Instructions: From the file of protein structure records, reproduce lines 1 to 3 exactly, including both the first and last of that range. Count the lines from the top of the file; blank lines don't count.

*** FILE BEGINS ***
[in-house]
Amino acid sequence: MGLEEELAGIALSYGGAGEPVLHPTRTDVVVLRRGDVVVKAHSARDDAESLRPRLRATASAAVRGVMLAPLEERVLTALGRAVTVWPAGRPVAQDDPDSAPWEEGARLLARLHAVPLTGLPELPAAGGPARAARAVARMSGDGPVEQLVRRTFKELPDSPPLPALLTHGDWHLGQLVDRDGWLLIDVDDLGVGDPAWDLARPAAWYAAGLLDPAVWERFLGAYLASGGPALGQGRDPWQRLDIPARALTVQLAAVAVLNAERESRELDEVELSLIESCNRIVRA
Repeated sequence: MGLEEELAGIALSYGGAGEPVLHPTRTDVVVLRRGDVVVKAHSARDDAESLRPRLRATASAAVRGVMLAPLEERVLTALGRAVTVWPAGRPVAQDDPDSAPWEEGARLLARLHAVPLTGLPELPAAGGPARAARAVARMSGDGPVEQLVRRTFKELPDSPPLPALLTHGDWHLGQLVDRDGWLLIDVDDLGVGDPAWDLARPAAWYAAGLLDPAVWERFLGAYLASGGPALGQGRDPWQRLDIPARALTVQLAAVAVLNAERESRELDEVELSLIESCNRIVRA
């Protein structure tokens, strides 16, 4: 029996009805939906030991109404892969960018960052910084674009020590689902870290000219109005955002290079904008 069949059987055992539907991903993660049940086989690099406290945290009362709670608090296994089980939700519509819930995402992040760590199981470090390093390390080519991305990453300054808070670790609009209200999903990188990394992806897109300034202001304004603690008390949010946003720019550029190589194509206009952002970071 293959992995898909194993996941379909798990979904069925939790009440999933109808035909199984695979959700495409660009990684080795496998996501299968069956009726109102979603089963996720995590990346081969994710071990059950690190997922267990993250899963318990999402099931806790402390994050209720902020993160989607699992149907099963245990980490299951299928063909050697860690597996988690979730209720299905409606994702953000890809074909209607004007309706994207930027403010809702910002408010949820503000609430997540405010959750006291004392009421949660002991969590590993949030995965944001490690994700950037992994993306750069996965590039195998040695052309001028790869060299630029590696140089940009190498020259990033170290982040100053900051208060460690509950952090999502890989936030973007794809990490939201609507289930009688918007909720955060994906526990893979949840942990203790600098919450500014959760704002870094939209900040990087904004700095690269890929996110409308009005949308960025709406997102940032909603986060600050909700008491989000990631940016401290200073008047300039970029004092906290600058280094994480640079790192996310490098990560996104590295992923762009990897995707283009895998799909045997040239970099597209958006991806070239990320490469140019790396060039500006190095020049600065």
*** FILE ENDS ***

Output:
[in-house]
Amino acid sequence: MGLEEELAGIALSYGGAGEPVLHPTRTDVVVLRRGDVVVKAHSARDDAESLRPRLRATASAAVRGVMLAPLEERVLTALGRAVTVWPAGRPVAQDDPDSAPWEEGARLLARLHAVPLTGLPELPAAGGPARAARAVARMSGDGPVEQLVRRTFKELPDSPPLPALLTHGDWHLGQLVDRDGWLLIDVDDLGVGDPAWDLARPAAWYAAGLLDPAVWERFLGAYLASGGPALGQGRDPWQRLDIPARALTVQLAAVAVLNAERESRELDEVELSLIESCNRIVRA
Repeated sequence: MGLEEELAGIALSYGGAGEPVLHPTRTDVVVLRRGDVVVKAHSARDDAESLRPRLRATASAAVRGVMLAPLEERVLTALGRAVTVWPAGRPVAQDDPDSAPWEEGARLLARLHAVPLTGLPELPAAGGPARAARAVARMSGDGPVEQLVRRTFKELPDSPPLPALLTHGDWHLGQLVDRDGWLLIDVDDLGVGDPAWDLARPAAWYAAGLLDPAVWERFLGAYLASGGPALGQGRDPWQRLDIPARALTVQLAAVAVLNAERESRELDEVELSLIESCNRIVRA